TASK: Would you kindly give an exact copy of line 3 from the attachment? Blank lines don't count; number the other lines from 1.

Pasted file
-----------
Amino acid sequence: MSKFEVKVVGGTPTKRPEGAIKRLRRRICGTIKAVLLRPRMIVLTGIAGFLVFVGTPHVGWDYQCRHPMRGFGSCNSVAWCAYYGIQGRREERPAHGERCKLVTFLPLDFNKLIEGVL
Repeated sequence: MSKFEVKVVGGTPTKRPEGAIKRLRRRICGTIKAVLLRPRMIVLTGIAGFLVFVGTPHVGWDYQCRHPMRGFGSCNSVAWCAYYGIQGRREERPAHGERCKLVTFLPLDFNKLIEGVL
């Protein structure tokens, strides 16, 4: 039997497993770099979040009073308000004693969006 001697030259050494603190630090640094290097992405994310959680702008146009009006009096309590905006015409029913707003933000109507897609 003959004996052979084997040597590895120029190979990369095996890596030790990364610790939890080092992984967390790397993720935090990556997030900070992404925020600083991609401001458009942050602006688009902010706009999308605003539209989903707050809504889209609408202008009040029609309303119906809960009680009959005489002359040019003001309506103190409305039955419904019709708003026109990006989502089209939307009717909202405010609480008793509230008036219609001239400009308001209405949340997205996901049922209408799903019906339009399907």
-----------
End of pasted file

């Protein structure tokens, strides 16, 4: 039997497993770099979040009073308000004693969006 001697030259050494603190630090640094290097992405994310959680702008146009009006009096309590905006015409029913707003933000109507897609 003959004996052979084997040597590895120029190979990369095996890596030790990364610790939890080092992984967390790397993720935090990556997030900070992404925020600083991609401001458009942050602006688009902010706009999308605003539209989903707050809504889209609408202008009040029609309303119906809960009680009959005489002359040019003001309506103190409305039955419904019709708003026109990006989502089209939307009717909202405010609480008793509230008036219609001239400009308001209405949340997205996901049922209408799903019906339009399907």